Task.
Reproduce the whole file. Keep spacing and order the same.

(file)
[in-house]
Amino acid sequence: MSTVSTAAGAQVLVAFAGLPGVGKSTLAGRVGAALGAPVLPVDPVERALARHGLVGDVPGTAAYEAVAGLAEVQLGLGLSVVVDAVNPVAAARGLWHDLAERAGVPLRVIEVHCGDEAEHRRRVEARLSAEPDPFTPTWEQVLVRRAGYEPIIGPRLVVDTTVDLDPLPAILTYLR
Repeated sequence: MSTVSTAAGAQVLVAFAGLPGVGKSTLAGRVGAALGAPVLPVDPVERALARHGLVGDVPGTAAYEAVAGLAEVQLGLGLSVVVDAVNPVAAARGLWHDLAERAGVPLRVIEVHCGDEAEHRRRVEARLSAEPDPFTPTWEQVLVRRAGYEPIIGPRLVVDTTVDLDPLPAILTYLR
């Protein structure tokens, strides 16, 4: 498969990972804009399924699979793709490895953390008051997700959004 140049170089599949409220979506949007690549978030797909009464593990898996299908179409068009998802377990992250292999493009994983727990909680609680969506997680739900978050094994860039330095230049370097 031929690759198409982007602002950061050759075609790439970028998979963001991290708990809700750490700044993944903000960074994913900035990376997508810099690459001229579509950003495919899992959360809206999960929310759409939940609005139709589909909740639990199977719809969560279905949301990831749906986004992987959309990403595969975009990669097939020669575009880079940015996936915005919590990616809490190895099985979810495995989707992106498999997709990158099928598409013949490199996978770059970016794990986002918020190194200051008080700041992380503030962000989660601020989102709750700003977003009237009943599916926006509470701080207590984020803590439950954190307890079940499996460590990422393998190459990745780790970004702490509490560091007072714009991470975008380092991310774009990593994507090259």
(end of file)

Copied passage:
[in-house]
Amino acid sequence: MSTVSTAAGAQVLVAFAGLPGVGKSTLAGRVGAALGAPVLPVDPVERALARHGLVGDVPGTAAYEAVAGLAEVQLGLGLSVVVDAVNPVAAARGLWHDLAERAGVPLRVIEVHCGDEAEHRRRVEARLSAEPDPFTPTWEQVLVRRAGYEPIIGPRLVVDTTVDLDPLPAILTYLR
Repeated sequence: MSTVSTAAGAQVLVAFAGLPGVGKSTLAGRVGAALGAPVLPVDPVERALARHGLVGDVPGTAAYEAVAGLAEVQLGLGLSVVVDAVNPVAAARGLWHDLAERAGVPLRVIEVHCGDEAEHRRRVEARLSAEPDPFTPTWEQVLVRRAGYEPIIGPRLVVDTTVDLDPLPAILTYLR
């Protein structure tokens, strides 16, 4: 498969990972804009399924699979793709490895953390008051997700959004 140049170089599949409220979506949007690549978030797909009464593990898996299908179409068009998802377990992250292999493009994983727990909680609680969506997680739900978050094994860039330095230049370097 031929690759198409982007602002950061050759075609790439970028998979963001991290708990809700750490700044993944903000960074994913900035990376997508810099690459001229579509950003495919899992959360809206999960929310759409939940609005139709589909909740639990199977719809969560279905949301990831749906986004992987959309990403595969975009990669097939020669575009880079940015996936915005919590990616809490190895099985979810495995989707992106498999997709990158099928598409013949490199996978770059970016794990986002918020190194200051008080700041992380503030962000989660601020989102709750700003977003009237009943599916926006509470701080207590984020803590439950954190307890079940499996460590990422393998190459990745780790970004702490509490560091007072714009991470975008380092991310774009990593994507090259």